SHORT FORM ORDER
SUPREME COURT OF THE STATE OF NEW YORK
COUNTY OF NASSAU
HON. DANIEL PALMIERI
Acting Justice Supreme Court
---------------------------------------------------------------------x TRIAL TERM PART: 48
JONG WOK HAN,
INDEX NO.: 016626/06
-against- SUBMIT DATE:6-4-08
SEQ. NUMBER - 001
RICHARD T. ARKWRIGHT and J.L. ARKWRIGHT,
The following papers have been read on this motion:
Notice of Motion, dated 1-25-08..........................................1
Affirmation in Opposition, dated 4-30-08..........................2
Reply Affirmation, dated 5-30-08.......................................3
The defendants move for summary judgment dismissing the complaint on the
grounds that the plaintiff has not sustained a serious injury as defined in Insurance
Law § 5102(d), and that the demand for non-economic loss is barred by § 5104(a).
The motion is denied.
The relevant statutory provisions are as follows:
§ 5104. Causes of action for personal injury
(a) Notwithstanding any other law, in any action by or on
behalf of a covered person against another covered
person for personal injuries arising out of negligence in the
use or operation of a motor vehicle in this state, there shall
be no right of recovery for non-economic loss, except in
the case of a serious injury, or for basic economic loss.
The owner, operator or occupant of a motorcycle which
has in effect the financial security required by article six or
eight of the vehicle and traffic law, or which is referred to in
subdivision two of section three hundred twenty-one of
such law, shall not be subject to an action by or on behalf
of a covered person for recovery for non-economic loss,
except in the case of a serious injury, or for basic
economic loss injuries, the amount of his basic economic
loss shall not be recoverable.
The term "serious injury" is defined as follows:
§ 5102. DefinitionsIn this chapter:(d) "Serious injury"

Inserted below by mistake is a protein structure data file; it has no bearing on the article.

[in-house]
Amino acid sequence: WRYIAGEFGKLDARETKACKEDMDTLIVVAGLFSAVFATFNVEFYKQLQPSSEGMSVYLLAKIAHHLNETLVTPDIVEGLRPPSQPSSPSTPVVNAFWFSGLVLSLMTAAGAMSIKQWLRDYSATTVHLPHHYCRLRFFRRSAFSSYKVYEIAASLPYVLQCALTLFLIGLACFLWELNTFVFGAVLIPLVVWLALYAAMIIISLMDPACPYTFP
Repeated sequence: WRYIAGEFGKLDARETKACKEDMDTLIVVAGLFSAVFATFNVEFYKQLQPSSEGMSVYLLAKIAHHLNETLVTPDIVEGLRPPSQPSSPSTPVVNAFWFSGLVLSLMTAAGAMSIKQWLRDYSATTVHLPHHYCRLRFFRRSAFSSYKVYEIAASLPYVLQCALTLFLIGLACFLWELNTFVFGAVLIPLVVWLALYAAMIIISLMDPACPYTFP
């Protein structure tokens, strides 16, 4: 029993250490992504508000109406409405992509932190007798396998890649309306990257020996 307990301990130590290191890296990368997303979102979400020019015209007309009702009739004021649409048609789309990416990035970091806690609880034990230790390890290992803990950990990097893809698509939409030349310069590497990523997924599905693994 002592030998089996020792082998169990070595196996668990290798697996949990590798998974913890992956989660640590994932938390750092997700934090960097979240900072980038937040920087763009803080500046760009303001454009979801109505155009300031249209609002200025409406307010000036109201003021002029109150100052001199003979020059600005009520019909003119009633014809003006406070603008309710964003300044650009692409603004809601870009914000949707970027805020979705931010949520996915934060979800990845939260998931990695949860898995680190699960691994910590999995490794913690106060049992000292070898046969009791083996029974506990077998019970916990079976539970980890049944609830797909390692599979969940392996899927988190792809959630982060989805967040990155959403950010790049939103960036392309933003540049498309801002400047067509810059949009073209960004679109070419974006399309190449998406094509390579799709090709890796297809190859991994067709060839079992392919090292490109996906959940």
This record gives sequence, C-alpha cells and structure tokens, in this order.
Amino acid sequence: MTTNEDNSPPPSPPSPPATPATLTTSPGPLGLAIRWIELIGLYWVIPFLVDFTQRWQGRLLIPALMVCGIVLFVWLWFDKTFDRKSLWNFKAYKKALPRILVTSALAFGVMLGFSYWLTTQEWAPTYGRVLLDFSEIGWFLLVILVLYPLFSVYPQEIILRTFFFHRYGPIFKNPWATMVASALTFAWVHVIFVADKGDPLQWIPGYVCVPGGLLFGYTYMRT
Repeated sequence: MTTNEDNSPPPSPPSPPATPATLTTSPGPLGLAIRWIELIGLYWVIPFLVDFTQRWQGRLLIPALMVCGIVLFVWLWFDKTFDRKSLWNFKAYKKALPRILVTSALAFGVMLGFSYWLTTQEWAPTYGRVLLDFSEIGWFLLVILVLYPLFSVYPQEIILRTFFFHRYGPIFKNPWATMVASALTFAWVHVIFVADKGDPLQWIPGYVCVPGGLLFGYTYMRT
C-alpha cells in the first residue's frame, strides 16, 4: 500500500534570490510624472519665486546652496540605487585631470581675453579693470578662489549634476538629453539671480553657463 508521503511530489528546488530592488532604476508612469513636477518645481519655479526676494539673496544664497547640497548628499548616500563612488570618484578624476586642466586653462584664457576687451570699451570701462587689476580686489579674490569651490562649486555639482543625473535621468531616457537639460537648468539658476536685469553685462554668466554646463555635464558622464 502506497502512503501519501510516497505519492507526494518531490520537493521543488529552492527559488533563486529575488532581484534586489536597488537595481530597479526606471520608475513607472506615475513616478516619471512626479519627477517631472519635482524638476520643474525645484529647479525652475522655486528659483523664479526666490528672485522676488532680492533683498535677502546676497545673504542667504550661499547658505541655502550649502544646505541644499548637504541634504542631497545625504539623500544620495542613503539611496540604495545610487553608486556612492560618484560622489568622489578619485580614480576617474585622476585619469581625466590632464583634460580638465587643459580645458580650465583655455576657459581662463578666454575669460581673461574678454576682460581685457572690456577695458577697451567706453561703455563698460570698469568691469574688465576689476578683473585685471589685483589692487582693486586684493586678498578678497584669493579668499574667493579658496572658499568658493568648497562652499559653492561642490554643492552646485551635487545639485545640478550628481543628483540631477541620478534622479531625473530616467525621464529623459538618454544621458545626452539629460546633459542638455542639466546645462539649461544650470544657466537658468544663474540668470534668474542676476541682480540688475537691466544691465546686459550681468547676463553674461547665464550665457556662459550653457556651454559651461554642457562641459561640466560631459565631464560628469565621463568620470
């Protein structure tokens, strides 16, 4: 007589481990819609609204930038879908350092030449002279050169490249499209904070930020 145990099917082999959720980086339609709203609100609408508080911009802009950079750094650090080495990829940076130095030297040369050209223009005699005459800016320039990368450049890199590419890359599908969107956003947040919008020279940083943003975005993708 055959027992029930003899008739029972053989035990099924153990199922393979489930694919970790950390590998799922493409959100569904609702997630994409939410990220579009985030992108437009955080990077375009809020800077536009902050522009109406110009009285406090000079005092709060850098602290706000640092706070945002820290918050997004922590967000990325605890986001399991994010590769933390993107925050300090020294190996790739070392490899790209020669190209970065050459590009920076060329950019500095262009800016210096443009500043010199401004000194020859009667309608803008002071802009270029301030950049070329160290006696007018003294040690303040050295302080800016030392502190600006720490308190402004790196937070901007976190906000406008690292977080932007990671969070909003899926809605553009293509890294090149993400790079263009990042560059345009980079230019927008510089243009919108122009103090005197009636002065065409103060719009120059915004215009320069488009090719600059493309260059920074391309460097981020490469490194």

means a personal injury which results in death;
dismemberment; significant disfigurement; a fracture; loss
of a fetus; permanent loss of use of a body organ,
member, function or system; permanent consequential
limitation of use of a body organ or member; significant
limitation of use of a body function or system; or a
medically determined injury or impairment of a
non-permanent nature which prevents the injured person
from performing substantially all of the material acts which
constitute such person's usual and customary daily
activities for not less than ninety days during the one
hundred eighty days immediately following the occurrence
of the injury or impairment.
In his bill of particulars the plaintiff asserts that he suffered injuries satisfying
the “permanent consequential limitation of use of body organ or member,”
“significant limitation of use of body function or system,” and “90/180" categories.
The affected parts of the body are alleged to be the cervical and lumbosacral
spines, right knee and shoulder, and right hand. All are alleged to be the result of a
“rear end” collision on the Grand Central Parkway in the vicinity of 188th Street on
January 20, 2006.
A defendant may raise an issue as to the seriousness of the plaintiff’s injuries
by sworn statements of their own examining physician, or the unsworn reports of the
plaintiff’s treating physician. Pagano v. Kingsbury, 182 A.D.2d 268 (2d Dept. 1992).
If sufficient to raise the serious injury issue, the burden shifts to the Plaintiff to submit
prima facie evidence in admissible form to support the claim. Licari v. Elliot, 57